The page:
Sermon for Ash Wednesday

Joel 2:1-2, 12-17
Psalm 51:1-17
2 Corinthians 5:20b–6:10
Matthew 6:1-6, 16-21

Like the hypocrites.

That is, don’t be like the hypocrites.  Also, don’t like them either as it seems as though the majority of Jesus’ warnings and teaching are about how we could be mistaken for a hypocrite.  So it’s pretty clear that a hypocrite is something we should avoid being, looking like, or acting similar to.  But what exactly is a hypocrite, anyway?  

Typically we in our 21st century education, we would say that a hypocrite is someone who says one thing but does another, someone who isn’t consistent in their actions and words, someone who contradicts what they say by what they do.  Basically, it’s someone who is just super annoying and you’d just rather not. 

But is that what Jesus meant for his 1st century listeners to understand?  While the actual implied or vernacular meaning of the word in biblical times is inconclusive, the hard definition of a hypocrite in the original Greek is a stage actor, the character who wears the mask to hides their true identity from the audience.  And after hearing that definition, we’d say ok, we get that metaphor, and it makes sense.

So in that light then, it would seem that in this text for today, the same text we get every year for Ash Wednesday, Jesus tells us not to put on a flashy show when we do good things, because that is what the hypocrites do.  Don’t try to draw attention to your own good deeds, because that is what the stage actors who wear masks do.  Don’t expect recognition or reward for being religious and/or charitable, because that is what those who hide their true selves from the world do and they gain nothing from it.

But… really?  I mean, how can we hide the good things that we do?  Or our spirituality and faith?  Or even our charitable donations, when the government asks for proof of those donations like every year.  They’re good things and people often notice them.  Sure, we don’t have to announce it, but is getting recognition for things we have done really that bad?  We teach our kids to appreciate the work of others and to say thank you and all that, but we aren’t supposed to accept it when we are appreciated?  We are taught by society that we should get what we deserve in terms of equal rights and equal pay, but is Jesus saying that we’re offside with that?  We work hard in our respective fields and we claim what we’ve worked for, be it a salary, a fair grade, or any kind of recognition for that work, but is Jesus now saying that such behaviour is hypocritical?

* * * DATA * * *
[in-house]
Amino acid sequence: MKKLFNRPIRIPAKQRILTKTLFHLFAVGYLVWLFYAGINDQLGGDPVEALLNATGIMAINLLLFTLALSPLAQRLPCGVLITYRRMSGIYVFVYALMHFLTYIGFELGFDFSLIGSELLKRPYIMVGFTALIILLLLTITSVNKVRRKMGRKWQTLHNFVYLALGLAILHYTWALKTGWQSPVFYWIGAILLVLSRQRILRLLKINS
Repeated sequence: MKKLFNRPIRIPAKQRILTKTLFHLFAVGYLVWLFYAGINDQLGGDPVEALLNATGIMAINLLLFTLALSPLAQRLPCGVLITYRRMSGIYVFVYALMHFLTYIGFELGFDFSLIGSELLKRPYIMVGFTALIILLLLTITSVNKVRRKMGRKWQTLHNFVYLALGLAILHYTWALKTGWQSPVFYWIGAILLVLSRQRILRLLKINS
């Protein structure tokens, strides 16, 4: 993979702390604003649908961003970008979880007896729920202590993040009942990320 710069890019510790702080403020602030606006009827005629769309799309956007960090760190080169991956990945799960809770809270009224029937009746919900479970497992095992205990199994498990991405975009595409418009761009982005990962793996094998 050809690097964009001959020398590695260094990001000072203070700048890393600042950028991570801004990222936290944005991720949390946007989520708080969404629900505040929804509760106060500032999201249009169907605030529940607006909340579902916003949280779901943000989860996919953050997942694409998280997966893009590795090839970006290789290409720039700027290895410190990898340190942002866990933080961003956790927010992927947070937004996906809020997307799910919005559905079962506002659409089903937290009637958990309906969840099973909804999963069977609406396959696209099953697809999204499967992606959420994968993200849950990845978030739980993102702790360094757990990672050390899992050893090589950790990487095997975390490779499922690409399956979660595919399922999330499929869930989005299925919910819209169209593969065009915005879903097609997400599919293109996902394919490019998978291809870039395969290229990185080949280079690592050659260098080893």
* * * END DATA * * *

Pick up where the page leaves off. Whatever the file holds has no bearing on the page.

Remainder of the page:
Now that doesn’t seem to make any sense.  I mean, if it did, wouldn’t that mean we are contradicting ourselves when we tell our kids to appreciate others when we refuse appreciation ourselves?  So to avoid being a hypocrite, we are to be a hypocrite?

But then I wonder if Jesus is talking about a different kind of hypocrisy.  In that he isn’t saying that we shouldn’t get any recognition for what we are doing, but perhaps we are using what we are do as a mask to cover up who we really are.  In doing so, we hide our true selves, and put this fictitious foot forward and we hope the world sees us as something we are not.  I don’t think this means that we shouldn’t be doing things like praying, relying on God, or giving alms, but I think what Jesus is saying here is that those things, while good and all, don’t actually save us.  The recognition we get from our peers in doing such good works, that actually doesn’t save us.  The fact that we can look like really good humans in spite of what we really are thinking or wanting to do, definitely doesn’t save us.